“Sree Ramya has a degenerative genetic condition MPS-6. We feel pretty helpless to get her the medication which costs around $25,000/month in the US and which is not sold in India. If you have any leads on foundations that might help us somehow purchase and import the enzyme replacement therapy called Naglazyme that she needs, would you write me at firstname.lastname@example.org. Sree Ramya's family is seeking to place her for adoption because they think her chances of obtaining Naglazyme are greater abroad. If you know of a family ready to adopt a fifteen-year-old whose insurance would cover this drug for an adopted child, please contact me: email@example.com"
Sree Ramya Needs Medicine - Running out of time from SCH INDIA on Vimeo.
Chester is a little orphaned mouse and the only surviving member of his clan. (His mom was caught in a trap at our neighbor’s house and the rest of his litter was found dead.) We found him very lethargic, so weak and barely moving even when touched.
I’ve always had a thing for mice… but ORPHANED mice…. come on now.
So for the past 24 hours we’ve been feeding Chester baby formula on the tip of a paint brush… and offering bits of grapes and apples… and keeping him in a cozy little spot with a heating pad on one side… and massaging his toosh so he goes potty…(yep – kindof insane)… but he’s been improving rapidly! ! !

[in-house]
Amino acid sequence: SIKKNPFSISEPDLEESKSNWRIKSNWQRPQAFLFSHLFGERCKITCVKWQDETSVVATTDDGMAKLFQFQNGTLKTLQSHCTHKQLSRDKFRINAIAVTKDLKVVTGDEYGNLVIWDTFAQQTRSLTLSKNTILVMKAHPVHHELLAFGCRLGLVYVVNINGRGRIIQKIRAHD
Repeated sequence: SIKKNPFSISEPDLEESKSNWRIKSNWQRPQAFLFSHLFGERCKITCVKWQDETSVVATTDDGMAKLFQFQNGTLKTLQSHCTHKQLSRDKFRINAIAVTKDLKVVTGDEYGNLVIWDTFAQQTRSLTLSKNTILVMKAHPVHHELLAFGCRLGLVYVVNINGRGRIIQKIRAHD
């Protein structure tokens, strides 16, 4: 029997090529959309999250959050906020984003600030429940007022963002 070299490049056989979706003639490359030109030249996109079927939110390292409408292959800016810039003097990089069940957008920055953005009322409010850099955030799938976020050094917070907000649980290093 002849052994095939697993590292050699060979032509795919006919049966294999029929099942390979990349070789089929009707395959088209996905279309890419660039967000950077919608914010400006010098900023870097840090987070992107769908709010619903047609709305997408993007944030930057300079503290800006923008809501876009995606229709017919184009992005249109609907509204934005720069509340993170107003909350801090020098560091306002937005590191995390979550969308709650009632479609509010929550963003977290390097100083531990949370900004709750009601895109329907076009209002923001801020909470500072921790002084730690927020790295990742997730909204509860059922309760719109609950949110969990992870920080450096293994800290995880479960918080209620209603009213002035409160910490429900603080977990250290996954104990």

He’s now opening his eyes, scampering around excitedly, and acting ALIVE!!
The plan is to release him back into the wild when he’s strong enough to survive on his own.
But will that actually be possible for my mouse lovin’ orphan adorin’ heart?
Lest the happy faces on my blog ever give the ever-so-wrong impression that we have it all together around this house… I present our pumpkin…
placed on the front step with a candle inside…
in late October…
7 months ago…
and still it remains.
(And, no, the irony has not escaped me that I bothered to get my camera, go outside, take a picture of this, come back in and blog about it……and yet still haven’t cleaned it up. *sigh* Maybe tomorrow.)
This reminds me of something I read this week entitled “scruffy hospitality.”
The author wrote:
“Scruffy hospitality means you’re not waiting for everything in your house to be in order before you host and serve friends in your home. Scruffy hospitality means you hunger more for good conversation and serving a simple meal of what you have, not what you don’t have. Scruffy hospitality means you’re more interested in quality conversation than the impression your home or lawn makes. If we only share meals with friends when we’re excellent, we aren’t truly sharing life together.”
I like that. It makes me feel slightly better about greeting my guests at the front door beside 7 month old pumpkin remains.
Meet Jing. He is a sweet 13 year old boy from Asia.
In his country an orphan must find a family before turning 14 or he will be forced to leave the orphanage and put out on the streets.
Jing’s was hosted by a family and they fell in love with him and are advocating hard to find a family. (www.loveonechild.net). So far they have raised about $7000 for an adoption grant. Here is what they say about him. PLEASE spread the word...